Deco Lolita, also known as OTT Lolita in the west, refers to Lolita outfits with an excessive amount of decoration. This style decorates the whole outfit from head-to-toe with a high amount of accessories, such as hair clips, ribbons, bracelets, and various other layers.
Ita Lolita is used by Lolitas to describe a very poor quality outfit that looks more like a cheap halloween costume than a fashion. It comes from the japanese word 'itai', which means 'ouch' or 'painful'.
Boystyle, also known as Ouji or Dandy depending on the substyle, is a Japanese street fashion which, like Aristocrat, is frequently associated with Lolita; it is not considered a Lolita style, but shares many aesthetics with Lolita since it is the masculine counterpart of the style. Despite being the male equivalent of Lolita, Boystyle can be worn by people of all genders, just as Lolita can be. It also can feature a lot of elements such as flowers, makeup and accessories, which are not seen as typically masculine.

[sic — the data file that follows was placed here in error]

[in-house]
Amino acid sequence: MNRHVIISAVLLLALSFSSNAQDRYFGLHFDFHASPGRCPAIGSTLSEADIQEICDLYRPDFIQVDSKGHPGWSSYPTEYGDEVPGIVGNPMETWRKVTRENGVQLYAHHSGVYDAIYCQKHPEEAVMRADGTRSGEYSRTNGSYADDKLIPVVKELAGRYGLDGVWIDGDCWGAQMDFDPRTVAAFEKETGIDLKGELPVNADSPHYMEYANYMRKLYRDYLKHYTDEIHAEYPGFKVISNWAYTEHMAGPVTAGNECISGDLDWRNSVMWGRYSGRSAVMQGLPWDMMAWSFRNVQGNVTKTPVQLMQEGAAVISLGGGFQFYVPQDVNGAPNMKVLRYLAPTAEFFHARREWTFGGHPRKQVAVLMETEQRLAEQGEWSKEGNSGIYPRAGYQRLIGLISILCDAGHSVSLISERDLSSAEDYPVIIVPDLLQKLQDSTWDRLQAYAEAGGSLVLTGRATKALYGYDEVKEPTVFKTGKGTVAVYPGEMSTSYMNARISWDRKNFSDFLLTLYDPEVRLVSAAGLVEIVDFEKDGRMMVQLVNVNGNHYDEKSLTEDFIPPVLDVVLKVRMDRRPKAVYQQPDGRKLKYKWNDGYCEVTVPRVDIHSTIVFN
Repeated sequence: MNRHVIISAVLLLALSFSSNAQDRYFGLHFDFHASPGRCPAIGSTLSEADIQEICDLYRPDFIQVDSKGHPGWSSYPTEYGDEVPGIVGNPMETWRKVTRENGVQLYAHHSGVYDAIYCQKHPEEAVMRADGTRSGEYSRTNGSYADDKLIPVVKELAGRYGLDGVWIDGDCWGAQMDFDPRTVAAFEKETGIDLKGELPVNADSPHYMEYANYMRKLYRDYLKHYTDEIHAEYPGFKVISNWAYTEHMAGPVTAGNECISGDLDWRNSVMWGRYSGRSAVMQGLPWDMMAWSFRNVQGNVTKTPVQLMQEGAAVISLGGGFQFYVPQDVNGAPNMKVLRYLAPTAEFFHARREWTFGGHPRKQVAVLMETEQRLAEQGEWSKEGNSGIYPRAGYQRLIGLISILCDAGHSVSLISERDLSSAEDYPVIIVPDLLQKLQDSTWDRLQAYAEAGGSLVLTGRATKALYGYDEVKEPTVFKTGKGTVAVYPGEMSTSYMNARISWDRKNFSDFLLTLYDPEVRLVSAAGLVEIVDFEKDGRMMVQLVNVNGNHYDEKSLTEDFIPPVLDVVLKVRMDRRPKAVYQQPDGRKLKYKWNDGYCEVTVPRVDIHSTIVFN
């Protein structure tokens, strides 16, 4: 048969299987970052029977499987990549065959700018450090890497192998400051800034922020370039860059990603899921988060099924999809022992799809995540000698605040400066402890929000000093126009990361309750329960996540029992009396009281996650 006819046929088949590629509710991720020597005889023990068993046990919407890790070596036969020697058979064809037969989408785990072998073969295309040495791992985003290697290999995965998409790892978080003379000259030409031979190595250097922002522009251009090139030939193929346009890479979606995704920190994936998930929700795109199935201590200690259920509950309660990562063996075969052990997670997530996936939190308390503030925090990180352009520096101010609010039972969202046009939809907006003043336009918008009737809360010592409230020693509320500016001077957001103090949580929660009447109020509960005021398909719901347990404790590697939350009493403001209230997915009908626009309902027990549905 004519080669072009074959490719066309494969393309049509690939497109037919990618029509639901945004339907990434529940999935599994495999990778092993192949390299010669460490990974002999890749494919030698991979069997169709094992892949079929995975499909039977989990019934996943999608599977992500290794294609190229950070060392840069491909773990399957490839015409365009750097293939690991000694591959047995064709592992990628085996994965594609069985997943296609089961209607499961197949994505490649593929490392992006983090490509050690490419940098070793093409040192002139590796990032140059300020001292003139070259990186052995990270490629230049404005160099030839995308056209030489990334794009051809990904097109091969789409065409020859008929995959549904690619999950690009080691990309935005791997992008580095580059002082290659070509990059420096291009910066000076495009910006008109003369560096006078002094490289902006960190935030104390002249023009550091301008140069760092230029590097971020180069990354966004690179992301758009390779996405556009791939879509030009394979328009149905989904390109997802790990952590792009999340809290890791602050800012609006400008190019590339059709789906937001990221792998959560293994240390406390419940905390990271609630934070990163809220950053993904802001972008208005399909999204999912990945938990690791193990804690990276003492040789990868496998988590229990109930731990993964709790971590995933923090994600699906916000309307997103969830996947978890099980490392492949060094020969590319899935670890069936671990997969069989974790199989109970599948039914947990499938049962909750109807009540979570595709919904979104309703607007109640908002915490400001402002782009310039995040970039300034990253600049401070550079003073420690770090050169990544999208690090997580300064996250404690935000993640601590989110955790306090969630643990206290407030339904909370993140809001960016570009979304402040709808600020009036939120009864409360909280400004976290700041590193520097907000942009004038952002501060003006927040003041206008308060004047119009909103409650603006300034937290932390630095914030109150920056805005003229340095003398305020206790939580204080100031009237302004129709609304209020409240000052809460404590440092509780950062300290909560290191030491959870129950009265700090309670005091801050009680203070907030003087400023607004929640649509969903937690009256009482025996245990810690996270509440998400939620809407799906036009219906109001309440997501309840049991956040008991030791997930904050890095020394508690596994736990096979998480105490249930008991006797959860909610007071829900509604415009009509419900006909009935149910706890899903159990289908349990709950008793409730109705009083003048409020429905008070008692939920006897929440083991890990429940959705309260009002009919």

Japanese brands that manufacture lolita clothing. Main brands are regarded as brands that have been around the longest and/or hold the highest value within the lolita community.
- Angelic Pretty
- Atelier Pierrot
- Baby, The Stars Shine Bright/Alice and the Pirates
- Innocent World
- Juliette et Justine
- Mary Magdalene
- Metamorphose Temps de Fille
- Victorian Maiden/Beth
Other brands/Indie brands
- Vierge Vampur
- Chocochip Cookie
- Enchantlic Enchantilly (intl. buying)
- Heart E
- Antique BeasT
- Triple Fortune (abbr: 3F)
- Atelier Boz / Lapin Agill Agill (abbr: Boz)
- Fanplusfriend / Neo-Ludwig (abbr: F+F)
- Physical Drop
- Miho Matsuda
- Pumpkin Cat
- Classical Puppets
- Dear Celine
- Krad Lanrete
Outside Japan, Lolita fashion has gained a strong foothold. Most lolitas gather together to form communities with other lolitas close to them. These communities gather together and wear the fashion in meet ups, where they can enjoy the company of others who wear the same interests. Lolita communities also have a huge online presence, allowing people in rural areas to communicate, trade, and sell.
The style is not mass-marketed outside Japan, though small stores have emerged. Baby, The Stars Shine Bright and Angelic Pretty both operate stores in Paris and San Francisco. Numerous indie brands and resellers have popped up all over the world. The Chinese site Taobao hosts scores of lolita retailers who are able to sell their designs internationally with shopping services like Spreenow. The lolita secondhand market is booming on sites like LaceMarket and Facebook Marketplace.